When they were young, Matthew and Mitchell McCranie made it clear to their dad, Mike, that farming wasn’t for them.
It’s always a pleasure to sit down and open up a conversation about food and farming with South Dakotans and the farmers who grow it. In fact, that’s what Hungry for Truth is all about. True to our mission, we had another wonderful opportunity of connecting, Iowa native and speech pathologist/feeding and language specialist, Andrea Boerigter with soybean farmers, Peggy and Brad Greenway of Mitchell, South Dakota to talk harvest, sustainability, food safety and animal care. They spent a gorgeous Sunday afternoon together filled with good conversation and farm education. Today, Andrea is sharing her perspective of her recent South Dakota farm visit.
South Dakota soybean farmers were elected to serve on the South Dakota Soybean Association (SDSA) board of directors during the 2018 SDSA Annual Meeting held Dec. 6 following 14th Annual AgOutlook Conference and Trade Show.
Kristin Harms grew up on her family’s ranch near Leola, South Dakota. After leaving to earn a marketing degree and spending four years working at Raven in Sioux Falls, she returned to Bieber Red Angus Ranch to continue the family tradition her grandparents started 50 years ago. With her husband and young daughter by her side, Kristin is committed to growing and raising healthy food for South Dakota families. She’s also equipped to have conversations about what she does with consumers who are not farmers, thanks to her involvement with Hungry for Truth.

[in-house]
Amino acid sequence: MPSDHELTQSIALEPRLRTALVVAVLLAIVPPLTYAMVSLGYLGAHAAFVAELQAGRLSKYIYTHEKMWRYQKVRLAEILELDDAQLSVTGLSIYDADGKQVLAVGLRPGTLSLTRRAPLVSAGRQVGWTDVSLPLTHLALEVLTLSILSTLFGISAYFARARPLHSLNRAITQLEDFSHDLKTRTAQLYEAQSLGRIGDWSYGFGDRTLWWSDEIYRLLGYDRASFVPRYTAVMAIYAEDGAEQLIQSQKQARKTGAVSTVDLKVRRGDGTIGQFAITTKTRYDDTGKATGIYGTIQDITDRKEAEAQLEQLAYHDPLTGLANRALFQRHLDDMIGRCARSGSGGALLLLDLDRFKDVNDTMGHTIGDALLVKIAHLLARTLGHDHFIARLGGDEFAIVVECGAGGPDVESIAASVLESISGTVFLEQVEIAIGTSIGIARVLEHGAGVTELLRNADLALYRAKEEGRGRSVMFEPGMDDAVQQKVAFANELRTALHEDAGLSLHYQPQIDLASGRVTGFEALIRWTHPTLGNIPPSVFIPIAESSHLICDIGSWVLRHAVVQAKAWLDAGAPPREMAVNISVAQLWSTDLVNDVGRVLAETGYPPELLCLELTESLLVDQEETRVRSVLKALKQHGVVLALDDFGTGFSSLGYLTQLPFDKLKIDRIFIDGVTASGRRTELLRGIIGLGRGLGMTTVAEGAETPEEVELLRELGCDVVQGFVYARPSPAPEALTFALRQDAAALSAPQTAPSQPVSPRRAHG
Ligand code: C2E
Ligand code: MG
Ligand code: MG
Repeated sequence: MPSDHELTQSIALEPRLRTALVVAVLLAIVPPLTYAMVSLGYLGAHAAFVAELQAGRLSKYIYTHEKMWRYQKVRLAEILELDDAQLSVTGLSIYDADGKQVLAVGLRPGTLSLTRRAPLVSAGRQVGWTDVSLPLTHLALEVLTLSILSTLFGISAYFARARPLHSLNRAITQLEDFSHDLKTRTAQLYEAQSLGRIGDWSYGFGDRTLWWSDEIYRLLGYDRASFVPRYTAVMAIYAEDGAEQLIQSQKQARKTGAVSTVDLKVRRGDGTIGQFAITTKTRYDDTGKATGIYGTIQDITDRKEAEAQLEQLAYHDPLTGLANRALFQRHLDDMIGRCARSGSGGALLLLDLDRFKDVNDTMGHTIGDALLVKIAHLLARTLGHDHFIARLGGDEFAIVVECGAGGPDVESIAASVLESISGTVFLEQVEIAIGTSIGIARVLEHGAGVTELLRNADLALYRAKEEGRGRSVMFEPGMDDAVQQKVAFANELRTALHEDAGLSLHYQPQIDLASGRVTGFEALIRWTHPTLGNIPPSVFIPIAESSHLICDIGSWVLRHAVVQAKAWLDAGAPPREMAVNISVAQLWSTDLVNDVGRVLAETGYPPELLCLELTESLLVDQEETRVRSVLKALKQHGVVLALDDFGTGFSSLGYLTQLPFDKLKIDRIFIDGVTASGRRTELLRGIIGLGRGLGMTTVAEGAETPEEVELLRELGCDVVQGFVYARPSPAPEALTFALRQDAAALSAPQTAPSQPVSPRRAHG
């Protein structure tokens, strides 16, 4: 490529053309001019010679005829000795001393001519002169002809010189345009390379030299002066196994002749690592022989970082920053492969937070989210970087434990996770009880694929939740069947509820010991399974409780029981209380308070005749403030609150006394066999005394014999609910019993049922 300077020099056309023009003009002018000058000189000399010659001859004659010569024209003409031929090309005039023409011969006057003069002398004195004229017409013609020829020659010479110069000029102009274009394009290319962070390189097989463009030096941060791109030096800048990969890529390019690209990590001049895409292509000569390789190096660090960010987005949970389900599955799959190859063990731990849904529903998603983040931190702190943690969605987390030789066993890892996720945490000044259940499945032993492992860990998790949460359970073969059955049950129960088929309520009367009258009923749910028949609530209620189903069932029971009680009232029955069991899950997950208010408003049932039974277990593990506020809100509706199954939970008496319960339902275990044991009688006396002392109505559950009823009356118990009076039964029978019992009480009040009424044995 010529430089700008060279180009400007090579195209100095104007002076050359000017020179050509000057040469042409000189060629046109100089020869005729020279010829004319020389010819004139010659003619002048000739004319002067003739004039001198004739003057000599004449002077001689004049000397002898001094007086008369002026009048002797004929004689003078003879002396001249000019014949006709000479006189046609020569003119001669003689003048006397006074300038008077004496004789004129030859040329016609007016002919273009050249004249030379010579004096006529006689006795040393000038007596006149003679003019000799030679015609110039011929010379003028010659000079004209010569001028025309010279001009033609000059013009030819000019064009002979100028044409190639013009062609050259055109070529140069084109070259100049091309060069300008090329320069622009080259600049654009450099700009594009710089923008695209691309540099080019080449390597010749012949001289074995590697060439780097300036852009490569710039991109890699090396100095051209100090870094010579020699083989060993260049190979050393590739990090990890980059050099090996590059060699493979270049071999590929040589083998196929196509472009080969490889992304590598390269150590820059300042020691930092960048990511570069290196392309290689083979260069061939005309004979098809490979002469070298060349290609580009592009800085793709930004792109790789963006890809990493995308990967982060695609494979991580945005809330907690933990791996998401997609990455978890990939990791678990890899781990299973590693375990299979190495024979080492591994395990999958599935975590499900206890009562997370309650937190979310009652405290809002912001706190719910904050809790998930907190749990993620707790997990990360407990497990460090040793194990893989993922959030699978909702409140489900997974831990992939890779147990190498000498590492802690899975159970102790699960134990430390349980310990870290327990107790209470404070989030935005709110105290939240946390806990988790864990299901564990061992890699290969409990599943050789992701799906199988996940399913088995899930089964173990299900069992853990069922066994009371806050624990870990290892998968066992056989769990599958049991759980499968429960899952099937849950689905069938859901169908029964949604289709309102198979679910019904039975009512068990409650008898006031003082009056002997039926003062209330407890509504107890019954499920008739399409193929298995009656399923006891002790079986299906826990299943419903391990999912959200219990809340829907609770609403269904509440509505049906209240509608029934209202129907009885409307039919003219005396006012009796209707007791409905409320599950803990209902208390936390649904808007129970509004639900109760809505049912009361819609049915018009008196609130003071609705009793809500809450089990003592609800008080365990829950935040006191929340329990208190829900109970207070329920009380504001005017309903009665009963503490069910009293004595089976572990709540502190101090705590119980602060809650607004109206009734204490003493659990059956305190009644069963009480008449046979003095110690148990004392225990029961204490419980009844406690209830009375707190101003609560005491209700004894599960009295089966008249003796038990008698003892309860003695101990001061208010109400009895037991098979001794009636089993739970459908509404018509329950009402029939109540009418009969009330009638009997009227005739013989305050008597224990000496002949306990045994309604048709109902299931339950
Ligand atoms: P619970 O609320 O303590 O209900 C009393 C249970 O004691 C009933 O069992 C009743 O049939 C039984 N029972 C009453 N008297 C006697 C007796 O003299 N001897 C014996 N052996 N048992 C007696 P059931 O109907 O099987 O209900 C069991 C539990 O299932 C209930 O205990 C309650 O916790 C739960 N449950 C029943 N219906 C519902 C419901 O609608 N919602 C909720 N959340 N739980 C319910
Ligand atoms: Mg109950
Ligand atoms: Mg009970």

As voters head to the polls on November 6, one item may be causing a little déjà vu. Amendment W, an amendment that covers campaign finance reform and government accountability – among a whole host of other things, is a revised version of IM 22 originally voted on in 2016. Voters may remember that IM22 was overruled by the 2017 South Dakota legislature because of 15 different areas that were likely unconstitutional.
If you’re a fan of the South Dakota soybean checkoff’s Hungry for Truth initiative, you’ve likely seen an episode of Across the Table, a video series bringing the heart of the initiative to life by taking consumers behind the scenes of South Dakota farms to learn how food is grown and raised on today’s farms.
It’s hard to resist the lure of big numbers on the yield monitor. High soybean yields are a good thing for South Dakota farmers, but soybean quality is taking on increasing importance. Soybean industry leaders are pressing the issue because quality ingredients are what soybean end users want.